– Spectrographic analysis – Spectrographic instruments analyze the precise wavelengths of light absorbed and reflected by a material. This data can definitively characterize the dominant hue in a slate sample. As with colorimeters, many samples could be tested.

– Image analysis – High resolution digital images of numerous slate specimens could be analyzed using software to characterize the dominant color in terms of hue, saturation and brightness. Algorithms can process entire image sets to determine overall trends.

Examples of Grey and Blue Slate

To further illustrate the range of grey and blue colors that slate can exhibit, here are some photographic examples:

Grey Slate

Light grey slate tile Grey and white speckled slate
Smooth dark grey slate Rough textured grey slate

Blue Slate

Pale blue slate tile Blue-grey natural slate
Dark blue grey slate slab Smooth blue-gray slate

These photos illustrate the diversity of grey and blue hues that can occur in slate samples from different geological sources and metamorphic conditions. Both grey and blue shades are abundant.

Uses of Grey and Blue Slate

Both grey and blue slate varieties are extensively used for architectural and decorative purposes. Some of the common uses include:

– Roofing material – Slate shingles and tiles are a premium roofing material prized for durability. Grey and blue-grey are natural colors for roofing.

– Floor/wall tile – Slate tiles are used indoors and outdoors for floors, walls, patios. Grey and blue shades predominate.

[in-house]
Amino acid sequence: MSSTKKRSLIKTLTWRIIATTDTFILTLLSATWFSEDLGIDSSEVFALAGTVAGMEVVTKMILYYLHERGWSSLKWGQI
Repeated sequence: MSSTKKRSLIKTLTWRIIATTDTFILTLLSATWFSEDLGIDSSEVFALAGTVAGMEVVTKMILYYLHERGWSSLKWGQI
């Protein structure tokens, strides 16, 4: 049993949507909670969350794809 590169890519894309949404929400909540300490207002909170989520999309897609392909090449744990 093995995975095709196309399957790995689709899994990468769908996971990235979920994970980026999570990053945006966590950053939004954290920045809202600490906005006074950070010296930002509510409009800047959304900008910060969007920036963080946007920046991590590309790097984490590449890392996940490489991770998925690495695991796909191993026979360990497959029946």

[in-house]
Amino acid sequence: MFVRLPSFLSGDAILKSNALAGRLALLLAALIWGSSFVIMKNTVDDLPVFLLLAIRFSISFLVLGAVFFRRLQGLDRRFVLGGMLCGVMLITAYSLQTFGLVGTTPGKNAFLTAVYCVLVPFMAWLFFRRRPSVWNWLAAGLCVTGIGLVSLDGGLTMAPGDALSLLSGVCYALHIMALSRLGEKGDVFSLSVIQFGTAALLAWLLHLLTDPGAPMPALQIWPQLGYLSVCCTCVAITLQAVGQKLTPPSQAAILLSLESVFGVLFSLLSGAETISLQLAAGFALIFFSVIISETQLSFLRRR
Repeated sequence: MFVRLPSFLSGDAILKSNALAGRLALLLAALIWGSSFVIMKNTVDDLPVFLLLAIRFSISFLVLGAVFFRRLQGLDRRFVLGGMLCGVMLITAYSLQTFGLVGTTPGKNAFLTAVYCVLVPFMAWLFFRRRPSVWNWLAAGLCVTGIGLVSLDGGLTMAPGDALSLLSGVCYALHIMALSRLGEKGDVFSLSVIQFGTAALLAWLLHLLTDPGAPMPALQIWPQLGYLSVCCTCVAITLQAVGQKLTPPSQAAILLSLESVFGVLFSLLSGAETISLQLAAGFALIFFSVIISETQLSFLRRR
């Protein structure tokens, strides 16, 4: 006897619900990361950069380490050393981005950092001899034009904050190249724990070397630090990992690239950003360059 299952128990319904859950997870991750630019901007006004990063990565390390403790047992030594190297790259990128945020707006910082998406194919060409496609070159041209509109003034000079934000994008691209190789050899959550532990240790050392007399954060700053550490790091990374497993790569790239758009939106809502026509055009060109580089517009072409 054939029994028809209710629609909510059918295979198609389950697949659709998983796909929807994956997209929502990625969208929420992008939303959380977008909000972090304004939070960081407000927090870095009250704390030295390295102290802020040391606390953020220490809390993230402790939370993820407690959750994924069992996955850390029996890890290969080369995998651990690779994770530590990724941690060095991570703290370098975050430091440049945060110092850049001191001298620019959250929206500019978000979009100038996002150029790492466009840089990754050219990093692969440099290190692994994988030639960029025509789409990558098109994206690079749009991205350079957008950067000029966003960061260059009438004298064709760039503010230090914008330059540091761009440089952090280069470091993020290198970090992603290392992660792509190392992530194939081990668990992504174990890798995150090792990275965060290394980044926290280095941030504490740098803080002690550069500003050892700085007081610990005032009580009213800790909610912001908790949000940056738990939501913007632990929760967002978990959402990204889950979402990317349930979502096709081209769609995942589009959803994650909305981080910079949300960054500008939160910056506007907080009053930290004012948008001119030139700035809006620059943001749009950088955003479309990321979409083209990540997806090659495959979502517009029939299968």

– Countertops – Slate is made into kitchen and bathroom counters. The blue-grey color provides an attractive natural look.

– Landscaping – Crushed grey and blue slate is used as a decorative landscaping aggregate in pathways, beds, patios.

– Gravestones and monuments – Slate’s durability makes it ideal for gravestones and monuments. Grey and blue tones are somber and appropriate.

– Chalkboards – Perfectly smooth slate boards in grey and blue-grey serve as reusable writing surfaces.

– Art/decor – Slate pieces are carved into decorative art, wall hangings and furniture. Grey and blue shades are commonly used.

Global Production of Slate

Major slate producing countries include China, Brazil, India, Spain, Germany, France and the United States. In 2019, global production was estimated at 8.4 million metric tons. The top producing countries were:

Country Slate Production (metric tons)
China 3,200,000
Brazil 790,000
India 700,000
Spain 630,000
Germany 350,000
France 340,000
United States 330,000

China dominates global slate production, accounting for over a third of the worldwide total. Significant reserves exist around the world, with grey and blue-grey slate prevalent in most deposits.


Based on the geological factors that determine slate color, examination of numerous slate samples and analysis of global slate deposits, there are several conclusions that can be drawn:

– Grey and blue are the most common and abundant slate colors worldwide. Other hues like purple, green, brown and red occur locally.

– The inherent mineral content of the original shale sediments tends to produce grey or blue slate without addition of new minerals.

– Factors like metamorphic grade and oxidation state can modify slate towards blue or purple colors. But grey remains common.

– Visually, blue-grey slate may subjectively appear more blue than grey. But technologically, the balance tends towards grey.

– Global slate production and reserves contain an abundance of both grey and blue-grey slate varieties that are extensively used in products.

In summary, abundant evidence indicates grey and blue hues occur comparably in slate worldwide. Grey shades may objectively predominate slightly over blue shades in slate when technical measurements are made. But both colors are nestled closely together on the geological color spectrum. For most practical purposes, slate can be considered grey-blue in comparable amounts.